- Volume II: Untersuchungen zu einer hermeneutischen Logik (1938). ISBN 978-3-465-01147-7
- Volume III: Die menschliche Natur (1941). ISBN 978-3-465-01221-4
- Volume IV: Die Verbindlichkeit der Sprache. “Aufsätze und Vorträge” (1929 bis 1941), “Frühe Schriften” (1921 bis 1927), “Bemerkungen.” ISBN 978-3-465-01222-1
- Volume V: Die Wirklichkeit des Menschen. “Aufsätze und Vorträge” (1932 bis 1939), “Frühe Schriften” (1921 und 1924), “Fragmentarisches.” ISBN 978-3-465-01223-8
Hans Georg Gadamer writes in the preface to the edition of Lipps’s works: “In our days, Lipps’s work should once again find its time. Mining in the quarry of language undertaken in England in the wake of Wittgenstein, Austin, and Searle has not only a predecessor, but an excellent counterpart in Hans Lipps. In questioning language, Lipps gains almost inexhaustible anwers. Among phenomenologists, Lipps’s standing in unrivaled in his aural sensitivity for language and this perception of gesture.”
- Otto Friedrich Bollnow, Studien zur Hermeneutik. Volume II: “Zur hermeneutischen Logik von Georg Misch und Hans Lipps.” Freiburg / München: Alber, 1983. ISBN 3-495-47513-3
- Otto Friedrich Bollnow, Hans Lipps: “Ein Beitrag zur philosophischen Lage der Gegenwart,” in Blätter für Deutsche Philosophie.16 (1941/3), p. 293-323 
- Gottfried Bräuer: Wege in die Sprache. Ludwig Wittgenstein und Hans Lipps, in: Bildung und Erziehung 1963, S.131-140.
- Alfred W. E. Hübner, Existenz und Sprache. Überlegungen zur hermeneutischen Sprachauffassung von Martin Heidegger und Hans Lipps. Berlin: Duncker und Humblot, 2001. ISBN 3-428-10286-X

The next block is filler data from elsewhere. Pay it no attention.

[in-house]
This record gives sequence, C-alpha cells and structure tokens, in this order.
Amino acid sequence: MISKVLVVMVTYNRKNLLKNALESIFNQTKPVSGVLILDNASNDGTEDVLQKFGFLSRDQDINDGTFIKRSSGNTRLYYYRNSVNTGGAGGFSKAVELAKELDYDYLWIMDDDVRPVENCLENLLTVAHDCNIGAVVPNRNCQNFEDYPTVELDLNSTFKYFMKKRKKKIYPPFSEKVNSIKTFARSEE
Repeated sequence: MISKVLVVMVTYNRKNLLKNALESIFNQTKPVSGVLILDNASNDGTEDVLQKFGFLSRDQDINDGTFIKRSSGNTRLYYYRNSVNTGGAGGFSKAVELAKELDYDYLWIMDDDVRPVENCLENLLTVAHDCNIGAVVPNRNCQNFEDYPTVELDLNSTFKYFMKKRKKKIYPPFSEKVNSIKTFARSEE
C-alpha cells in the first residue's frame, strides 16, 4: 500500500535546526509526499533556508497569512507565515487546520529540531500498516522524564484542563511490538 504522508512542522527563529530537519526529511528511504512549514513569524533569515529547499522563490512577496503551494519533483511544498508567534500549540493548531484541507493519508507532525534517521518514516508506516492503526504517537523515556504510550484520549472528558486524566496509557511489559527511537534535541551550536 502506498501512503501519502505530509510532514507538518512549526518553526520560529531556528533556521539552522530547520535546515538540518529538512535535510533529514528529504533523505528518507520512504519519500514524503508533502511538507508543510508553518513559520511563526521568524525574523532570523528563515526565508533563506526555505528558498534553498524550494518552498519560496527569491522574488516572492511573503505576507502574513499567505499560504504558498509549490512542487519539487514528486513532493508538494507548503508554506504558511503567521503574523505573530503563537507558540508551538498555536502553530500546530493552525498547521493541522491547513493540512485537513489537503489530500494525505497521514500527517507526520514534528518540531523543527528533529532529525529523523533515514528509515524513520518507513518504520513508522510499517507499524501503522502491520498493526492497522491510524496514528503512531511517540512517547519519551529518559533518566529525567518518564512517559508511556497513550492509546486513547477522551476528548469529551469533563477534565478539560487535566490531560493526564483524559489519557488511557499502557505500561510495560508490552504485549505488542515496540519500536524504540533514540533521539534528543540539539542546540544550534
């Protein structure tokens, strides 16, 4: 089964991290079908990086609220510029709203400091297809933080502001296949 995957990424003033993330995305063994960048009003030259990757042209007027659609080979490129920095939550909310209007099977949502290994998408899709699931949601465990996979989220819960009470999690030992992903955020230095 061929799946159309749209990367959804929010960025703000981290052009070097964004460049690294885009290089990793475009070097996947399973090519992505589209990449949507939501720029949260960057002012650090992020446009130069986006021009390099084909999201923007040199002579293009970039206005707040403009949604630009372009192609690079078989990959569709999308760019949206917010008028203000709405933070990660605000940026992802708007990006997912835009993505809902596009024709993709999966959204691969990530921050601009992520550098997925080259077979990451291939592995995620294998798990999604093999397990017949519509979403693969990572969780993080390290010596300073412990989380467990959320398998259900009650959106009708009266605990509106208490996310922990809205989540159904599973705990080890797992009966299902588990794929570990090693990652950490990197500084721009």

- Frithjof Rodi “Beiträge zum 100. Geburtstag von Hans Lipps am 22. November 1989: 4 Beiträge zur Biographie, 4 Beiträge zur Philosophie von Hans Lipps, Texte und Dokumente,” in Dilthey-Jahrbuch für Philosophie und Geschichte der Geisteswissenschaften 6 (1989), ed. together with O. F. Bollnow, U. Dierse, K. Gründer, R. Makkreel, O. Pöggeler and H.-M- Sass. Göttingen: Vandenhoek & Ruprecht, 1989.
- Guy van Kerckhoven / Hans Lipps: Fragilität der Existenz. Phänomenologische Studien zur Natur des Menschen. Verlag Karl Alber, Freiburg / München 2011. ISBN 978-3-495-48494-4
- Gerhard Rogler, Die hermeneutische Logik von Hans Lipps und die Begründbarkeit wissenschaftlicher Erkenntnis. Würzburg: Ergon, 1998. ISBN 3-932004-74-4
- Wolfgang von der Weppen, Die existentielle Situation und die Rede. Untersuchungen zu Logik und Sprache in der existentiellen Hermeneutik von Hans Lipps. Würzburg: Königshausen und Neumann, 1984. ISBN 3-88479-160-5
- Meinolf Wewel, Die Konstitution des transzendenten Etwas im Vollzug des Sehens. Eine Untersuchung im Anschluß an die Philosophie von Hans Lipps und in Auseinandersetzung mit Edmund Husserls Lehre vom “intentionalen Bewußtseinskorrelat.” Düsseldorf 1968. ISBN 3-495-47528-1 - Google
- Edith Stein, Werke VII: Aus dem Leben einer jüdischen Familie, ed. by L. Gelber and Romaeus Leuven (Louvain: Nauwelaerts, 1965), p. 178.
- Christian Tilitzki: Die deutsche Universitätsphilosophie in der Weimarer Republik und im Dritten Reich, Teil 1. Akademie Verlag, Berlin 2002 ISBN 978-3-050-03647-2, p. 636
- See: Eberhard Avé-Lallemant, “Daten zu Leben und Werk von Hans Lipps,” in: Dilthey-Jahrbuch für Philosophie und Geschichte der Geisteswissenschaften 6 (1989), pp. 13-21 .
- Die menschliche Natur, p. 47.
- Untersuchungen zur Phänomenologie der Erkenntnis, part II, Aussage und Urteil p. 13. Since Lipps writes this shortly after reading Sein und Zeit, as he mentions in the preface of volume II, one must assume that he is deliberately commenting on Heidegger.
- Die menschliche Natur, p. 56. See also Untersuchungen zu einer hermeneutischen Logik, pp. 21-22, note 1.
- Untersuchungen zu einer hermeneutischen Logik, p. 62. See also Die menschliche Natur, p. 56. Lipps’s term “Grundlegung” is rendered here in parallel to English translations of Kant’s “Grundlegung zur Metaphysik der Sitten”.
- Untersuchungen zu einer hermeneutischen Logik, S. 60.
- Untersuchungen zu einer hermeneutischen Logik. S.92.